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Cap and Gown and Rites of Passage

This spring both of our children will graduate, Josh from the College at Southeastern, Hannah from Wake Forest=Rolesville High School. We did not actually plan it that way, but it works out well.

I have had the honor of writing a lot of books, some which actually have helped people. I have traveled the world, and am heading back to Africa this summer. I have preached in some of the greatest churches and at some of the most wonderful conferences, not to mention all sorts of college campuses one could imagine.  I have enjoyed a lot of opportunities, not the least of which is teaching at the most amazing seminary on earth.

But none of these compare to being a husband and a father. Michelle and I will celebrate 30 years of marriage this fall. This week we will celebrate the graduation from college of our firstborn, and then that of our daughter.  No joy I have experienced this side of knowing Jesus compares with the joy that Michelle and I have children who love Him.

Our children are not perfect. How could they be with imperfect parents?  They like all of us are depraved and were without hope until Christ changed them. Michelle and I led Josh to Christ. He later led Hannah to Christ. The gospel has always been at the heart of our home, and God has honored that with children who are committed to the cause of gospel advance.

Rites of passages matter in the rearing of children I believe. We have ceremonies in our culture, like graduation, that mark high points.  Certainly baptism following conversion serves as a fundamental rite of passage for the believer. As I wrote in a chapter on rites of passages in my book Raising the Bar, I do not believe the Bible spells out a list of specific rites of passage at certain ages along the road to maturity. But I believe intersecting biblical teaching at the point of vital life stages in memorable ways can help to show children the vital way that faith meets life.

In our family we celebrated certain milestones, and did so in differing ways for a boy and a girl. At 12, a vital age in Scripture, we did something important for each child. In Josh’s case I took him to Chicago for a father-son getaway. We did some ministry with Armitage Baptist Church, and we took in a Cubs game at Wrigley. I talked to him about beginning the journey toward manhood. He has had a passion for great cities ever since. We did not make a big deal about age 13 with our children as “teenager” is a modern term, but age 12 made sense.

In Hannah’s case, the Christmas of her 12th year we got her a ring. A nice ring from Kay Jewelers. I took her out on a date and talked to her about purity, about how much we loved her, and about how the next really nice ring to go on that finger after the one we gave her would be an engagement ring, when she was about 40 haha. She has cherished that ring as a very precious gift.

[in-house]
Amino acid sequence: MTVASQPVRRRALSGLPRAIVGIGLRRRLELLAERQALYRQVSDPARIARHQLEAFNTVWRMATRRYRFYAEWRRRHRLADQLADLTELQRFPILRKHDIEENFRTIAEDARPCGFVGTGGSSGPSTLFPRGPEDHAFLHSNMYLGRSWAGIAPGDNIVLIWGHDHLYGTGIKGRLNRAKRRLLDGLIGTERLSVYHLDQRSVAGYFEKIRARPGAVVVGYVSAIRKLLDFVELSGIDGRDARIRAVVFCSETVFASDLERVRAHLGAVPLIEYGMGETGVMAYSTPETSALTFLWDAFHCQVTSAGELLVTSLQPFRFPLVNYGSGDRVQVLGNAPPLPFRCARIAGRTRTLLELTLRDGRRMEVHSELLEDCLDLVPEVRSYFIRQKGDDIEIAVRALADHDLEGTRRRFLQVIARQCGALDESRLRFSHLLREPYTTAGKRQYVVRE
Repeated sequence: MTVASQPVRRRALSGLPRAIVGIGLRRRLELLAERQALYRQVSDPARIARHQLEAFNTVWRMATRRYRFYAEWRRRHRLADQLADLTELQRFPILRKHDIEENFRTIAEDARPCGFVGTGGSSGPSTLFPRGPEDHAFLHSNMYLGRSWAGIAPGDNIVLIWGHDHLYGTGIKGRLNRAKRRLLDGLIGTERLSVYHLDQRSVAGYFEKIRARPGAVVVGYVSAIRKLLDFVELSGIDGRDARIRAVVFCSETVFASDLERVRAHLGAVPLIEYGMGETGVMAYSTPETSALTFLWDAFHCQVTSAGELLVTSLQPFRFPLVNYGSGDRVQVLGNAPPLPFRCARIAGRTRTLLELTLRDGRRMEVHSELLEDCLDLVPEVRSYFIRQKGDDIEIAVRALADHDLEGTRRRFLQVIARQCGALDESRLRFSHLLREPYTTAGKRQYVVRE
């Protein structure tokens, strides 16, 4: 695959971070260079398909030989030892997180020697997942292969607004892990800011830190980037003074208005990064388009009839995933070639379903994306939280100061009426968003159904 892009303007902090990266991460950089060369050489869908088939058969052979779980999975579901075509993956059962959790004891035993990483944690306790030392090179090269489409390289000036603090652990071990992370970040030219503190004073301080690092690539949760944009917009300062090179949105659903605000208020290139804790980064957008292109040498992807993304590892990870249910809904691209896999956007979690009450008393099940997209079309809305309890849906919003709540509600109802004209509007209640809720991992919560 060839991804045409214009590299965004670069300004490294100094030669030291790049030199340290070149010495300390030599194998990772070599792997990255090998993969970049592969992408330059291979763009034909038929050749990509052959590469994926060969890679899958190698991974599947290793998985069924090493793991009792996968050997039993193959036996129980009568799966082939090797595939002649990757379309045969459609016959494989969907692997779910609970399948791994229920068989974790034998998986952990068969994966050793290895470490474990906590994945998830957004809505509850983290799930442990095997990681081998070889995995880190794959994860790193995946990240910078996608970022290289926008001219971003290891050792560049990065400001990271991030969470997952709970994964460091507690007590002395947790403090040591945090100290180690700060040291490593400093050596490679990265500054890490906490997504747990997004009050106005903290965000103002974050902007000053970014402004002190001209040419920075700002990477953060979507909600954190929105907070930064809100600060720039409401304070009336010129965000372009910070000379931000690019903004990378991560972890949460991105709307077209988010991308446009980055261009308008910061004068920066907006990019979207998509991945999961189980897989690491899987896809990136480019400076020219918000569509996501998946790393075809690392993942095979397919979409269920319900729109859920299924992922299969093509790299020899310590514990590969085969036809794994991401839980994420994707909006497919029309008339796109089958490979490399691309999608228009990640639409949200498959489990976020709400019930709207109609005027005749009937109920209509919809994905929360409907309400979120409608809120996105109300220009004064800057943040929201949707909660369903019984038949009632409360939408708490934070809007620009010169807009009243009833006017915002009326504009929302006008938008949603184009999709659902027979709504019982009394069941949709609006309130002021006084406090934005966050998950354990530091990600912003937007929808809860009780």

At 16 children get a drivers license, which is a big step of responsibility. We had a dinner for Josh with a group of men who had meant a lot to him, from young men his age to older men of God. Each spoke to Josh about what it meant to be a man of God. For Hannah we had some special ladies in her life write her letters of encouragement.  I also took Hannah to Times Square for our time of dad-daughter bonding. The carriage ride around Central Park will always be a special memory of mine.

At 18 comes high school graduation and stepping fully into the adult world. Josh got to go on a senior trip across Europe and I was able to accompany his class to London, Paris, Florence and Rome. Hannah will be going to Cape Town, South Africa this July. Seeing the great big world God has given us has been a vital part of our parenting. I believe every child should get out of the country on mission before they start college. Josh had been on a mission trip to Central America and has been on several to great cities in the U.S. Hannah has been to Asia and Europe and now will go to Africa.

College graduation marks the final key time other than marriage of ceremony and significance. Our son has finished well, including the reception of the evangelism award this year at Southeastern.  He is preparing for the next step God has for him with anticipation.  Hannah is ready for college and all God has for her.

Side note: Hannah has to have surgery this Thursday, not something she expected right at graduation. We would appreciate your prayers. Josh also will have his wisdom teeth removed next week, oral surgery he did not plan to have either. So I guess this spring we will have graduation, surgery, and only the Lord knows what else!

God gives good gifts to His children. We have failed often, but Michelle and I have sought to honor the Lord Jesus in the way we have raised our children. After all, they are ultimately His more than they are ours.

Proverbs 20:7 is a verse I think of often” A righteous man walks in his integrity, and his children are blessed after him.  God has been faithful. Glory to God.

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Alvin L. Reid (born 1959) serves as Professor of Evangelism and Student Ministry at Southeastern Baptist Theological Seminary in Wake Forest, North Carolina, where he has been since 1995. He is also the founding Bailey Smith Chair of Evangelism. Alvin and his wife Michelle have two children: Joshua, a senior at The College at Southeastern, and Hannah, a senior at Wake Forest Rolesville High School. Recently he became more focused at ministry in his local church by being named Young Professionals Director at Richland Creek Community Church. Alvin holds the M.Div and the Ph.D with a major in evangelism from Southwestern Seminary, and the B.A. from Samford University. He has spoken at a variety of conferences in almost every state and continent, and in over 2000 churches, colleges, conferences and events across the United States.